With two of the nation's more politically polarizing figures helping fuel the narrative, the U.S. campaign against terrorism was the No. 1 story last week.
The news included the president's change of heart in opposing the release of photos of prisoner abuse by U.S. troops as well as a highly charged Congressional hearing on interrogation techniques. But some coverage also focused on the second and third leading newsmakers of the week—House Speaker Nancy Pelosi, who was embroiled in a controversy with the CIA over waterboarding briefings, and former Vice-President Dick Cheney, who continued his public campaign against Barack Obama's policies.
Terrorism coverage accounted for 22% of the newshole from May 11-17, according to the Pew Research Center's Project for Excellence in Journalism. But the story was much bigger on the ideological, debate-oriented talk shows on radio and prime-time cable. Indeed, terrorism filled 50% of the airtime for the 13 talk shows studied by PEJ last week. Those discussions were doubtless driven in part by a political dynamic: Cheney is deeply disliked by many liberals and Pelosi provokes the ire of many conservatives.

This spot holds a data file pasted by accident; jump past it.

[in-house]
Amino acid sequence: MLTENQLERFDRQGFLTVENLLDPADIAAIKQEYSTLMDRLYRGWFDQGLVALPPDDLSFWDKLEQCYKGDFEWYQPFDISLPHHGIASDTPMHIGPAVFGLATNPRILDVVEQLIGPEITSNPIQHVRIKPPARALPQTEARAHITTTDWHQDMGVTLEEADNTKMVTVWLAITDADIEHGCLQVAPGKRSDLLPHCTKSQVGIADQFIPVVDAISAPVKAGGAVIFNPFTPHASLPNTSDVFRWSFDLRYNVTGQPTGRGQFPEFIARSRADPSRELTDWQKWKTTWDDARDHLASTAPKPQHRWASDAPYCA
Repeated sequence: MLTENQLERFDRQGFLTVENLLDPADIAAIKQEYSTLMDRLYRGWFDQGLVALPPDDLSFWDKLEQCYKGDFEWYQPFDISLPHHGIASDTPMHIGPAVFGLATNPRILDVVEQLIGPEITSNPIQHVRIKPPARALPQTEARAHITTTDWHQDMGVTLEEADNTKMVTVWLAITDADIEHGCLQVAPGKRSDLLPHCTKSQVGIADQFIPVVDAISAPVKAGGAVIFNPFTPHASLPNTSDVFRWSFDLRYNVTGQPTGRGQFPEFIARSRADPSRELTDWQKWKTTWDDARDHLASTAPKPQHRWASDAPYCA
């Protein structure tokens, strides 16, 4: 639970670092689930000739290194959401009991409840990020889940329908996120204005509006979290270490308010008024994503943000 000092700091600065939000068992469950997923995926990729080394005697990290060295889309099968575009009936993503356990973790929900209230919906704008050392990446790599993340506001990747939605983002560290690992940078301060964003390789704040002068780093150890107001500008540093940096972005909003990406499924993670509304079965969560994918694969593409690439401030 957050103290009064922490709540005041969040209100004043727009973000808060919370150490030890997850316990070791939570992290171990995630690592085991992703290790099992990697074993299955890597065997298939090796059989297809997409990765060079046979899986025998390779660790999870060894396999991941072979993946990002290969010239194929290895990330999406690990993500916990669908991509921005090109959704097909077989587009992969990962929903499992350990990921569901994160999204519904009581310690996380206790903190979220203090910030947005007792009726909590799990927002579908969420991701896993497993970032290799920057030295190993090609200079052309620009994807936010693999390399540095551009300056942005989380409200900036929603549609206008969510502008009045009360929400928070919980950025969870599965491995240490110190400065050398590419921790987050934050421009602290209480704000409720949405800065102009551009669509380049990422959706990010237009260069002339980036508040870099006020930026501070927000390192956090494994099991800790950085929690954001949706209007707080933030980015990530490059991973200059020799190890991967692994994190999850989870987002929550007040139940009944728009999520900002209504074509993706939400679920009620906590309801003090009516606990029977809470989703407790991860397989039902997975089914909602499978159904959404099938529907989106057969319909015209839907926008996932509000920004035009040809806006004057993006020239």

Read the full report Politics Punctuate the Terrorism Debate on the Pew Research Center's Project for Excellence in Journalism Web site.